Consumers have brands in their hip pocket—and marketers love it. Mobile marketing allows marketers to reach customers anytime, anywhere. And with more than 4 billion mobile phone users worldwide, there is ample opportunity for companies to tighten customer relationships through mobile marketing, messaging, and advertising campaigns. Not surprisingly, the North American mobile advertising market is expected to grow from $208 million in revenues for 2009 to roughly $1.5 billion by 2013, according to research from Parks Associates.
As enticing as mobile marketing may be, it’s a practice that’s still very much in its infancy. And it shows. Most of the marketers who use the mobile channel aren’t doing enough to measure results. According to a recent study conducted by Bango, a staggering 83 percent of practitioners don’t use any kind of analytic tools to measure the performance of their mobile campaigns.
According to industry observers, many mobile marketers are missing the big picture. There’s a significant push to create applications and campaigns specifically for users of smartphones such as Apple’s iPod and Google’s Android. Yet smartphones still represent just 15 percent of the 1.13 billion phones that were sold globally in 2009, according to research firm IDC.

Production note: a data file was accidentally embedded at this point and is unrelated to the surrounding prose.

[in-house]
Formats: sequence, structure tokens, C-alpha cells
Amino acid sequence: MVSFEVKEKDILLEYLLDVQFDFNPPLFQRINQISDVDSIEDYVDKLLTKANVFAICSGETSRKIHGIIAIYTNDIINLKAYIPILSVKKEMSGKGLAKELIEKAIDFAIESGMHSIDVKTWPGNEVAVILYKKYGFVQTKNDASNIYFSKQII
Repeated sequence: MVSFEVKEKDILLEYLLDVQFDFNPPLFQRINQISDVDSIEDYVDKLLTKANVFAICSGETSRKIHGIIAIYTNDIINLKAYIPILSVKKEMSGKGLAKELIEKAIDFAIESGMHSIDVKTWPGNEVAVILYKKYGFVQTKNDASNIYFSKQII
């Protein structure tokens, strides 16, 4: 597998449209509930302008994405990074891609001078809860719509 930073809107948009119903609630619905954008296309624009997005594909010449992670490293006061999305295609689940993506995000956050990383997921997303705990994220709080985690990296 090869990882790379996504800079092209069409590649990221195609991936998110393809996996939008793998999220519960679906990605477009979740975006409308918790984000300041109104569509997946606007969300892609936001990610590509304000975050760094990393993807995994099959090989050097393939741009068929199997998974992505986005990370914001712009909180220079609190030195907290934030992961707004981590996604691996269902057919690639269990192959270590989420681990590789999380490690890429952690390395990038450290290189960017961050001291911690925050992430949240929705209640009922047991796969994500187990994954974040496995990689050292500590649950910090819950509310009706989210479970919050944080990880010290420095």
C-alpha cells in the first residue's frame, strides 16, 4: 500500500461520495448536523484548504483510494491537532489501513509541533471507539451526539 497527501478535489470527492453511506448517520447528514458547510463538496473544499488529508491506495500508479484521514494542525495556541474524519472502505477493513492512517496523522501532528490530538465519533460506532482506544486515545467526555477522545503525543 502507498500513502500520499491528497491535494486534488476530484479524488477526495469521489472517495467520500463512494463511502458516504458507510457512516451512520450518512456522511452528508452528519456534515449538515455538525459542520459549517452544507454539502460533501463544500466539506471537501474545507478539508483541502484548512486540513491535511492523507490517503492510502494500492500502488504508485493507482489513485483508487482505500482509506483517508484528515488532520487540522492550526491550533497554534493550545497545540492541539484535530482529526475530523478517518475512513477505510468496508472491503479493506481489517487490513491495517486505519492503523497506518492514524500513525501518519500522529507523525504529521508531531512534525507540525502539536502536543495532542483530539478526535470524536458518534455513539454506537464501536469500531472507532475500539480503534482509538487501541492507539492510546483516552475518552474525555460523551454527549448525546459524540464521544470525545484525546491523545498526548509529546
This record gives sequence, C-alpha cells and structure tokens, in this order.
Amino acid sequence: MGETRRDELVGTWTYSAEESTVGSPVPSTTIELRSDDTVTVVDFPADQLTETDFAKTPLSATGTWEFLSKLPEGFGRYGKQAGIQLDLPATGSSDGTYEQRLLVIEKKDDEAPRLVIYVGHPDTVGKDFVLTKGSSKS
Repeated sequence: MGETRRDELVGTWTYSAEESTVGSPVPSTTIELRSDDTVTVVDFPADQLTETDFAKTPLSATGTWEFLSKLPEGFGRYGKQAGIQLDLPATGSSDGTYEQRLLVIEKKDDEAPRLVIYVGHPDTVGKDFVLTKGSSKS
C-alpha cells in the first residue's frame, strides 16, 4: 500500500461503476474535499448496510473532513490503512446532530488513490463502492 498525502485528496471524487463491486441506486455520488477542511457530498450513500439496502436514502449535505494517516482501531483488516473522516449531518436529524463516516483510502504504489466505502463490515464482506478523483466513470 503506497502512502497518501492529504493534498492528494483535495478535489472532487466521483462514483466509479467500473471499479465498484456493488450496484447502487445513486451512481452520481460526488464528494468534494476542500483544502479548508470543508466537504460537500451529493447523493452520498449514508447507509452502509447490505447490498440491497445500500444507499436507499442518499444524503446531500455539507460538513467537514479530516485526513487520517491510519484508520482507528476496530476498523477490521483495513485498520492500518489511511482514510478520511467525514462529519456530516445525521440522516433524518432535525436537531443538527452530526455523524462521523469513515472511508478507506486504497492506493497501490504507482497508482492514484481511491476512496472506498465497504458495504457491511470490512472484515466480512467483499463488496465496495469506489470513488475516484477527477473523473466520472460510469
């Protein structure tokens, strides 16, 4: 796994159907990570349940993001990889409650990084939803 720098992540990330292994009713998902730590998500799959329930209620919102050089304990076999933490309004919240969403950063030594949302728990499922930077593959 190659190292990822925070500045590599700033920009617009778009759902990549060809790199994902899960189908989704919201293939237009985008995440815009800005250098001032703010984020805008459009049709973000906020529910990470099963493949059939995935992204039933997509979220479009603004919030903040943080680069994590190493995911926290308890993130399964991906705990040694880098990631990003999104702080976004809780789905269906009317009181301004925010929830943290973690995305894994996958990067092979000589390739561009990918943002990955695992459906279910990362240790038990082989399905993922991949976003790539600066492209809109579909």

When it comes to mobile marketing, convenience is king, says Don Peppers, founding partner of Peppers & Rogers Group. “It’s not marketing that will drive the customer experience with mobile marketing, but consumer convenience,” says Peppers. “[Marketing] will sit on the back end.”
In crafting their mobile marketing strategies, marketers need to pay heed to the limitations that consumers face with tiny screens, minute keypads, and spotty Web access. Applications that create additional work or cause connectivity problems will leave prospects feeling disenchanted.
Mobile marketing faces other challenges, particularly for telecoms, notes Mujdat Ayoguz, director at Peppers & Rogers Group. Mobile ads have to have an established value chain and telecoms need to be part of that value chain, Ayoguz says.